Elderly patients or those with diabetes, alcoholism, uremia, or congestive heart failure are at risk for severe disease characterized by neurologic involvement, respiratory distress, and gangrene of the digits. Mortality rates associated with this severe form of disease approach 50%. Epidemic typhus, caused by Rickettsia prowazekii, is transmitted in louse-infested environments and emerges in conditions of extreme poverty, war, and natural disaster. Patients experience a sudden onset of high fevers, severe headache, cough, myalgias, and abdominal pain. A maculopapular rash develops (primarily on the trunk) in more than half of patients and can progress to petechiae and purpura. Serious signs include delirium, coma, seizures, noncardiogenic pulmonary edema, skin necrosis, and peripheral gangrene. Mortality rates approached 60% in the preantibiotic era 159 and continue to exceed 10-15% in contemporary outbreaks. Scrub typhus, caused by Orientia tsutsugamushi-a separate genus in the family ...
Sigma-Aldrich offers abstracts and full-text articles by [P Bauer, M Weber, J M Mur, J C Protois, P E Bollaert, A Condi, A Larcan, H Lambert].
The demand for lung transplantation exceeds the supply of donor lungs, leading to protracted waiting times and a high death rate on the waiting list [4-6]. Although the use of extended donors who do not meet traditional criteria for lung donation has improved donor lung utilization rates at selected centers [7-10], the national donor lung utilization rate remains low [4]. The most common reasons for failure to utilize donor lungs are donor hypoxemia and/or pulmonary infiltrates [4]. Acute pulmonary edema occurs commonly in association with acute brain injury [4] and is a potentially reversible cause of donor hypoxemia and pulmonary infiltrates. In lungs from 29 donors that were rejected for transplantation, lung wet-to-dry weight ratio, a measure of pulmonary edema, was normal in only 7 (24%), indicating that pulmonary edema is very common in organ donors [11]. Strategies to enhance the resolution of pulmonary edema could lead to improved donor oxygenation and higher rates of donor lung ...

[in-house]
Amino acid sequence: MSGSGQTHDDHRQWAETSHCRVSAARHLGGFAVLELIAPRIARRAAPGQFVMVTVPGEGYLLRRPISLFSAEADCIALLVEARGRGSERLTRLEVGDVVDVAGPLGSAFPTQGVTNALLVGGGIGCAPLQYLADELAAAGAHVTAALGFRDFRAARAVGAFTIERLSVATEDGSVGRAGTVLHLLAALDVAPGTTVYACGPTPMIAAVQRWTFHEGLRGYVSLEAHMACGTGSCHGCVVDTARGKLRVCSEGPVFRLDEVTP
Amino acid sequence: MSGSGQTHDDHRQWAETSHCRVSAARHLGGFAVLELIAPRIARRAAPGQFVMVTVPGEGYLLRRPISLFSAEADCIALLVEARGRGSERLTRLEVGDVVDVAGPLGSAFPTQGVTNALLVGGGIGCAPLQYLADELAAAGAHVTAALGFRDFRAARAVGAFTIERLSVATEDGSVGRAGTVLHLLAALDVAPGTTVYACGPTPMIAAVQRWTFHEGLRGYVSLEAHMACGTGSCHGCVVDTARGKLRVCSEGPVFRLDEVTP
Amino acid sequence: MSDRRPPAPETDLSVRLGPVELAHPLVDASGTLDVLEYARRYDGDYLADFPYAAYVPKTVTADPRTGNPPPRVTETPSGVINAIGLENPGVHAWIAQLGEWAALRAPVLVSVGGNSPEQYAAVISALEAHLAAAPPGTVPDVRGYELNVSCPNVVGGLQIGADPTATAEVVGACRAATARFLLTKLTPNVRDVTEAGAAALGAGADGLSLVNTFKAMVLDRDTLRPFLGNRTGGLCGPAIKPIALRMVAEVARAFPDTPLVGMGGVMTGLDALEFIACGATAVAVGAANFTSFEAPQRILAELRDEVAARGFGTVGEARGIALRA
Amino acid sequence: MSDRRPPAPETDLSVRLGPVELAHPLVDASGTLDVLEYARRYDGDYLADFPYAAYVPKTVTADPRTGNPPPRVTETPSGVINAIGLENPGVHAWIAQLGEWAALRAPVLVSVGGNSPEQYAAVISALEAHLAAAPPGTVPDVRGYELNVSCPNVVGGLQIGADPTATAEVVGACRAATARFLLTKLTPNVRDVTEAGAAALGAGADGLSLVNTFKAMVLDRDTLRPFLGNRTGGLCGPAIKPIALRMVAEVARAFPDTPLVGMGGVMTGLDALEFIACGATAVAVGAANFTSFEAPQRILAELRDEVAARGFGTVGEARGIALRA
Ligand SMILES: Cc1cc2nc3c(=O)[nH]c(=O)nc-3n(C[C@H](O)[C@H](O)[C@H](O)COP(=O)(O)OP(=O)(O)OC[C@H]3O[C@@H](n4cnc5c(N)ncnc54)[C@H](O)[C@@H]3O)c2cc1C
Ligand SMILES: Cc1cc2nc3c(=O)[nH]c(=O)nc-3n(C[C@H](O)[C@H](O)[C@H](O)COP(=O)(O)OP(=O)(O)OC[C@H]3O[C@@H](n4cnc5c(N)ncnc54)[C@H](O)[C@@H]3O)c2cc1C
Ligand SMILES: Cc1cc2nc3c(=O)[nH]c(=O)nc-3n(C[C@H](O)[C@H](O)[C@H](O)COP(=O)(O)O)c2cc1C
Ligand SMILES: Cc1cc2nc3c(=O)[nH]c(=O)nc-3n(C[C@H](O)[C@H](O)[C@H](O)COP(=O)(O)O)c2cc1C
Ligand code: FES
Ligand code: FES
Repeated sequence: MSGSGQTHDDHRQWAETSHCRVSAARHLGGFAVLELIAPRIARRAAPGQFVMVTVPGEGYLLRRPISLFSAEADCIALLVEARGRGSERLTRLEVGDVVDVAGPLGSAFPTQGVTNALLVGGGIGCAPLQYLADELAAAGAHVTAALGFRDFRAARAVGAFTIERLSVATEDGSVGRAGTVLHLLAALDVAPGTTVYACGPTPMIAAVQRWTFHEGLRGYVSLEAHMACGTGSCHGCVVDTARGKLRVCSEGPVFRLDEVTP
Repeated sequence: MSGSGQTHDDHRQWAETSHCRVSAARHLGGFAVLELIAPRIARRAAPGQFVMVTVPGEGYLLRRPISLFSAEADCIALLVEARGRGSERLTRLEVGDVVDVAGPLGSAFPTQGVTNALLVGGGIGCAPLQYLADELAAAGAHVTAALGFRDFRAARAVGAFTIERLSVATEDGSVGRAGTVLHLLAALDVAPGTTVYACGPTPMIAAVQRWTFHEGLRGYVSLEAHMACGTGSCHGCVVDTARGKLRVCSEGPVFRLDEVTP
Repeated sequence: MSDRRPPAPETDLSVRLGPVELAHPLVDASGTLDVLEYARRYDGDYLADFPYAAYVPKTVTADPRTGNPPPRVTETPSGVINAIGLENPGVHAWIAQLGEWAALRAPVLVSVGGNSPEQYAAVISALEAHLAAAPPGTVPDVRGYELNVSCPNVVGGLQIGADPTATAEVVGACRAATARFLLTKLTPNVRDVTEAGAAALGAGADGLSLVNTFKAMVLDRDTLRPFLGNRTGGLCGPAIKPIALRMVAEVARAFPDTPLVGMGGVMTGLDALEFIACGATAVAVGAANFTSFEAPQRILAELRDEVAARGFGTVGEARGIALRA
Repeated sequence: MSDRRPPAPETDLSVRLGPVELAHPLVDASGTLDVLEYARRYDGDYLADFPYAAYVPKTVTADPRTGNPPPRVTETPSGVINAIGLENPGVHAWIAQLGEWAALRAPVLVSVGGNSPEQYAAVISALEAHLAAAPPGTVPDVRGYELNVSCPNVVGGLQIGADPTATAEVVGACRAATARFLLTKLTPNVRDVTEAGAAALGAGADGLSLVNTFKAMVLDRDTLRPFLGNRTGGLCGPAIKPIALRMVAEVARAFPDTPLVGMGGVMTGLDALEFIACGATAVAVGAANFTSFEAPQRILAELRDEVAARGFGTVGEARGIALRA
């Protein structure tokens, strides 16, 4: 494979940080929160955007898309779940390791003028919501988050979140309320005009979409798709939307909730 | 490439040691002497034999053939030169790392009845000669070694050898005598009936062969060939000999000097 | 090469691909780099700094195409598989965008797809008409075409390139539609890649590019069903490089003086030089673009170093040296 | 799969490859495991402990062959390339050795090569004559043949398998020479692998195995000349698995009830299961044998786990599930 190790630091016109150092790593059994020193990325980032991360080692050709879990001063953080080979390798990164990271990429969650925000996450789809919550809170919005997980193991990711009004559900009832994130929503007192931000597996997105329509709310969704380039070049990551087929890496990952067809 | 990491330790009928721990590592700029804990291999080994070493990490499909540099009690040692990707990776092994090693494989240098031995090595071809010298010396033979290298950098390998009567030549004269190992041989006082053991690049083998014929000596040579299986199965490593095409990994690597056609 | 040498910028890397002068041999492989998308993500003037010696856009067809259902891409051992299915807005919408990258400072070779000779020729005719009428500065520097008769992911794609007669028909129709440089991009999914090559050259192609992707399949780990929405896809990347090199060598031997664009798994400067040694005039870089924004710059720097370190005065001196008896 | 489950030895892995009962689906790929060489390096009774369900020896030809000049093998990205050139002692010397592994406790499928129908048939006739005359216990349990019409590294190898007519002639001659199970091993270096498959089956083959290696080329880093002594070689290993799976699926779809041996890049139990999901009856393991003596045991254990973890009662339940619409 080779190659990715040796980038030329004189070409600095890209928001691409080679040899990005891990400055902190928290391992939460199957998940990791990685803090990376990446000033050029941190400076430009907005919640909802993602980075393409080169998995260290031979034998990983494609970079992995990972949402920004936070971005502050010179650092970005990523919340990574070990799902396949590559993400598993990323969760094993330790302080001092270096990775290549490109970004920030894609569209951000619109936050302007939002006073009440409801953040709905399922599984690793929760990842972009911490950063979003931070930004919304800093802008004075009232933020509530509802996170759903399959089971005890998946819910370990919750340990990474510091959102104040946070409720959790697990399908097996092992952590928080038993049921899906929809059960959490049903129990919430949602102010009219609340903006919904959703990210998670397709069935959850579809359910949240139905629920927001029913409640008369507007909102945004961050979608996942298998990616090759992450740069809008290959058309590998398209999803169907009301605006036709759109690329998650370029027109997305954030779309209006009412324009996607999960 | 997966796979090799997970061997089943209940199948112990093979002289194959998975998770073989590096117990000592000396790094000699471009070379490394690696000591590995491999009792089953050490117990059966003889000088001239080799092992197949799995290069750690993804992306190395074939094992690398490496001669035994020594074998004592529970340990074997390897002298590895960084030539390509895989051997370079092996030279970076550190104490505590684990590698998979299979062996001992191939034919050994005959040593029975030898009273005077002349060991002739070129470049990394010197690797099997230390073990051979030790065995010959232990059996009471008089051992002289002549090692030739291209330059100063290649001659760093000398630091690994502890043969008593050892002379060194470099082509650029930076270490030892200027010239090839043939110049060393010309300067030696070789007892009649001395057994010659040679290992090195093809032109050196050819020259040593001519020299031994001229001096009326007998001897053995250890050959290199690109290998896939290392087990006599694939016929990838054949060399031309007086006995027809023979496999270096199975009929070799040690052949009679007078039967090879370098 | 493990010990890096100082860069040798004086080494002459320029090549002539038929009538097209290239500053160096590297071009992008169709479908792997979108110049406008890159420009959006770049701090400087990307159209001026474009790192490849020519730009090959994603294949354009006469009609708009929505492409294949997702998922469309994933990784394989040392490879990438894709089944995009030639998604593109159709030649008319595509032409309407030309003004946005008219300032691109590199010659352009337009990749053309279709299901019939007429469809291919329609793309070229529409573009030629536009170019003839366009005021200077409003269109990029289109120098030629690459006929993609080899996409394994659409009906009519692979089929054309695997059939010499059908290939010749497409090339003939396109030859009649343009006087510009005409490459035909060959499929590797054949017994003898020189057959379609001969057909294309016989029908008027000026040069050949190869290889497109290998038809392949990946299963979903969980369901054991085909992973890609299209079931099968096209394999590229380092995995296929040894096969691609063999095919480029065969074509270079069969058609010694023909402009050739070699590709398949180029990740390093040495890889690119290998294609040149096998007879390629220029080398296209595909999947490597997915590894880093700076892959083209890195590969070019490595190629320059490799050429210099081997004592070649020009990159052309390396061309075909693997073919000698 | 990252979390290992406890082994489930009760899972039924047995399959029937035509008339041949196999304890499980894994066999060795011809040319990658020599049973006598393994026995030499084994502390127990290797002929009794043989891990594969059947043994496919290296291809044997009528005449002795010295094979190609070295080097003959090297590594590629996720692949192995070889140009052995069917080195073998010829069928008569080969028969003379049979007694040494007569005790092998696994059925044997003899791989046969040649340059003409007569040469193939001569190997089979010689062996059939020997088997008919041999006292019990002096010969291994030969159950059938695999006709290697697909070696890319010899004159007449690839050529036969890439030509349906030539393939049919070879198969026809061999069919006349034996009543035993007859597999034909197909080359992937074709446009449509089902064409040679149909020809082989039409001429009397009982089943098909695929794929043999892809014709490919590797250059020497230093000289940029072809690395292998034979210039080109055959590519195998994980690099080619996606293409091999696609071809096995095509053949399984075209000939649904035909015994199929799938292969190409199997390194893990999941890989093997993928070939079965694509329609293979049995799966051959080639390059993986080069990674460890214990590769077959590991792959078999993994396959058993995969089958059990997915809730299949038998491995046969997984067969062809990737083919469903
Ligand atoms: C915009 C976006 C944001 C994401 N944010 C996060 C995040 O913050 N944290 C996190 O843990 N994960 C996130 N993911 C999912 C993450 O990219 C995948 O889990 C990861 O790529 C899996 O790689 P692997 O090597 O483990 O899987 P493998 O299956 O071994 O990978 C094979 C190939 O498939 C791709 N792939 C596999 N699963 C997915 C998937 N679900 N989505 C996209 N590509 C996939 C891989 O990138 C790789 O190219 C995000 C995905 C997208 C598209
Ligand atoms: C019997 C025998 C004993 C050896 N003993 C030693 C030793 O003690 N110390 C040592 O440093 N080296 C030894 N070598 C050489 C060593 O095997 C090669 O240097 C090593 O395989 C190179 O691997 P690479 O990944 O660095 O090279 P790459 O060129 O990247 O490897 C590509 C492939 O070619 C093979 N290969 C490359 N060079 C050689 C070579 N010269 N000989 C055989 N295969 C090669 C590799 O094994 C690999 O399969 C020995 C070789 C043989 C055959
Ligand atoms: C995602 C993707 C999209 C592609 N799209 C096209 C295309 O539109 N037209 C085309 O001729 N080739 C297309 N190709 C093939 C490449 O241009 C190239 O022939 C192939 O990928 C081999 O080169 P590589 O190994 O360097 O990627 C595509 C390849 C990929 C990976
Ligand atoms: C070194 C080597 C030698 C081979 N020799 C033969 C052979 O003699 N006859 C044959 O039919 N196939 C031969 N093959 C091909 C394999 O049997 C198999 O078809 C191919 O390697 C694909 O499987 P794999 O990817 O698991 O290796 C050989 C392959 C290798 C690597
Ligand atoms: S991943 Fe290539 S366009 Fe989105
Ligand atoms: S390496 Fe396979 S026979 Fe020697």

... (POPE) is a noncardiogenic cause of pulmonary edema with an incidence of 0.05-0.1%. Risk factors include male gender, head and neck surgeries, OSA, acromegaly, difficult intubation, and young age (probably associated to the ability to generate a significant pressure change).. POPE is categorized as type I (inhalation against an obstruction) or type II (exhalation against an obstruction).. Type I has a multifactorial etiology, which include negative pressure pulmonary, hypoxia, and hyperadrenergic states. During inhalation against an obstruction pressures up to -140 cmH2O (normal -4 cmH2O) are generated. This leads to an increase in right ventricular preload and afterload. These increases generate higher pulmonary venous pressures, which in turn increases capillary hydrostatic pressures. This, along with the negative intrapleural pressures being transmitted to alveoli, drives flow into the interstitium causing edema. Hypoxia adds to this effect by increase ...
Signs of Pulmonary edema including medical signs and symptoms of Pulmonary edema, symptoms, misdiagnosis, tests, common medical issues, duration, and the correct diagnosis for Pulmonary edema signs or Pulmonary edema symptoms.